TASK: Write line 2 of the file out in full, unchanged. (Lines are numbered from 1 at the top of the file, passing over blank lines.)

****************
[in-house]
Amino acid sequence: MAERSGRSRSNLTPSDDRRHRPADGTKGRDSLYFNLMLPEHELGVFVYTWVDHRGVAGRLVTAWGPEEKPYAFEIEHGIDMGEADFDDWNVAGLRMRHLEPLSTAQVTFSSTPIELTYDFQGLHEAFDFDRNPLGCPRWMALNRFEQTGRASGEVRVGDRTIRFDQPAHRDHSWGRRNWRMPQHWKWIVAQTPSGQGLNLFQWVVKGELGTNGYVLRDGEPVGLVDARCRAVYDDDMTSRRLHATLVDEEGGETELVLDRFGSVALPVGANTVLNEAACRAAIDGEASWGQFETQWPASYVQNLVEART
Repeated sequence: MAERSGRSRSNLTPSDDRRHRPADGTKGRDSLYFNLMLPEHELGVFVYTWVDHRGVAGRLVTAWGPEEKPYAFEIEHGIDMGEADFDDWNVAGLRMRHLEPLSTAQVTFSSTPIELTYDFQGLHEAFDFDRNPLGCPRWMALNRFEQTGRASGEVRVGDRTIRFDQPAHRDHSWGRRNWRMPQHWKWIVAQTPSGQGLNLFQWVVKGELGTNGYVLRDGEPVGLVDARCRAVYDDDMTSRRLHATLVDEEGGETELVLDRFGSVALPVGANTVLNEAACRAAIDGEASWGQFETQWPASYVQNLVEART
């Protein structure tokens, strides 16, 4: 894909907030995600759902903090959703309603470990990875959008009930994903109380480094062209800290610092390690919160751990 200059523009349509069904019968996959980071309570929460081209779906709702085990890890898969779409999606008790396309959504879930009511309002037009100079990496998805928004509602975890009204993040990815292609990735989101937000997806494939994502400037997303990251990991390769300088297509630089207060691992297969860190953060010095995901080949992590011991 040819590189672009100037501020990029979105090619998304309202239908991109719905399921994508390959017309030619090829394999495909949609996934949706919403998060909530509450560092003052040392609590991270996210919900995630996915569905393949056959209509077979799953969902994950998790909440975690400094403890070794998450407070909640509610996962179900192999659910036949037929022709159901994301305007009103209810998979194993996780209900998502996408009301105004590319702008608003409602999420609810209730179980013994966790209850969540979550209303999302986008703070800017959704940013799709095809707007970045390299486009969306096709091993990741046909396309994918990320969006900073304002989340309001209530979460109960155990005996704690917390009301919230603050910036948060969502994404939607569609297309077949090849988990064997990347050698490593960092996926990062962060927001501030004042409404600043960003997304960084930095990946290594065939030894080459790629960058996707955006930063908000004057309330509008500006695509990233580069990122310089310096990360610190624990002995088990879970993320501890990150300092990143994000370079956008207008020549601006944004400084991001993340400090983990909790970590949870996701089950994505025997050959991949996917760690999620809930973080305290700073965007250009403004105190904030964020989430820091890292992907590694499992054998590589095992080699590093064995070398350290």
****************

Amino acid sequence: MAERSGRSRSNLTPSDDRRHRPADGTKGRDSLYFNLMLPEHELGVFVYTWVDHRGVAGRLVTAWGPEEKPYAFEIEHGIDMGEADFDDWNVAGLRMRHLEPLSTAQVTFSSTPIELTYDFQGLHEAFDFDRNPLGCPRWMALNRFEQTGRASGEVRVGDRTIRFDQPAHRDHSWGRRNWRMPQHWKWIVAQTPSGQGLNLFQWVVKGELGTNGYVLRDGEPVGLVDARCRAVYDDDMTSRRLHATLVDEEGGETELVLDRFGSVALPVGANTVLNEAACRAAIDGEASWGQFETQWPASYVQNLVEART